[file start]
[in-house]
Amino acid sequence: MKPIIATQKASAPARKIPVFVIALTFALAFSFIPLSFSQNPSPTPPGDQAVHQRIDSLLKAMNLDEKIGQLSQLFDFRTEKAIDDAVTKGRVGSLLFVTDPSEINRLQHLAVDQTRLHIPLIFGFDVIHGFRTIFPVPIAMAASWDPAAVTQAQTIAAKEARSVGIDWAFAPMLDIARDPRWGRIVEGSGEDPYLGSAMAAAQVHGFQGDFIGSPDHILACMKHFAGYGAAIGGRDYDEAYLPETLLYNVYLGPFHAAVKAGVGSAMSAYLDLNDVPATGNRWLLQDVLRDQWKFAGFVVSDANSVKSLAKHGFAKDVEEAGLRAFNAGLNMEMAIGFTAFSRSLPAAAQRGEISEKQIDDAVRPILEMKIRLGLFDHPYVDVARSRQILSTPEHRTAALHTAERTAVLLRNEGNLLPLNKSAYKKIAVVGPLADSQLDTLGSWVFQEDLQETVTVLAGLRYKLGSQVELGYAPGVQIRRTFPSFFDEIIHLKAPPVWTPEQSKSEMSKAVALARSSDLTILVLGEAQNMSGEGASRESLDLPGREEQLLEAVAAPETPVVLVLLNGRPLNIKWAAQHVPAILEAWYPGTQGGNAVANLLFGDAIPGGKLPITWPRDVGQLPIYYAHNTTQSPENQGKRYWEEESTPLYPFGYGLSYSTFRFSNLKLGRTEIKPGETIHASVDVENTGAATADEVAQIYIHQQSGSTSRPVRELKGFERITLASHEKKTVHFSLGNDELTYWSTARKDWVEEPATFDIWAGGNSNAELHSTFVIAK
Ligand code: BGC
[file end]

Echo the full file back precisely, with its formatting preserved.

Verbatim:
[in-house]
Amino acid sequence: MKPIIATQKASAPARKIPVFVIALTFALAFSFIPLSFSQNPSPTPPGDQAVHQRIDSLLKAMNLDEKIGQLSQLFDFRTEKAIDDAVTKGRVGSLLFVTDPSEINRLQHLAVDQTRLHIPLIFGFDVIHGFRTIFPVPIAMAASWDPAAVTQAQTIAAKEARSVGIDWAFAPMLDIARDPRWGRIVEGSGEDPYLGSAMAAAQVHGFQGDFIGSPDHILACMKHFAGYGAAIGGRDYDEAYLPETLLYNVYLGPFHAAVKAGVGSAMSAYLDLNDVPATGNRWLLQDVLRDQWKFAGFVVSDANSVKSLAKHGFAKDVEEAGLRAFNAGLNMEMAIGFTAFSRSLPAAAQRGEISEKQIDDAVRPILEMKIRLGLFDHPYVDVARSRQILSTPEHRTAALHTAERTAVLLRNEGNLLPLNKSAYKKIAVVGPLADSQLDTLGSWVFQEDLQETVTVLAGLRYKLGSQVELGYAPGVQIRRTFPSFFDEIIHLKAPPVWTPEQSKSEMSKAVALARSSDLTILVLGEAQNMSGEGASRESLDLPGREEQLLEAVAAPETPVVLVLLNGRPLNIKWAAQHVPAILEAWYPGTQGGNAVANLLFGDAIPGGKLPITWPRDVGQLPIYYAHNTTQSPENQGKRYWEEESTPLYPFGYGLSYSTFRFSNLKLGRTEIKPGETIHASVDVENTGAATADEVAQIYIHQQSGSTSRPVRELKGFERITLASHEKKTVHFSLGNDELTYWSTARKDWVEEPATFDIWAGGNSNAELHSTFVIAK
Ligand code: BGC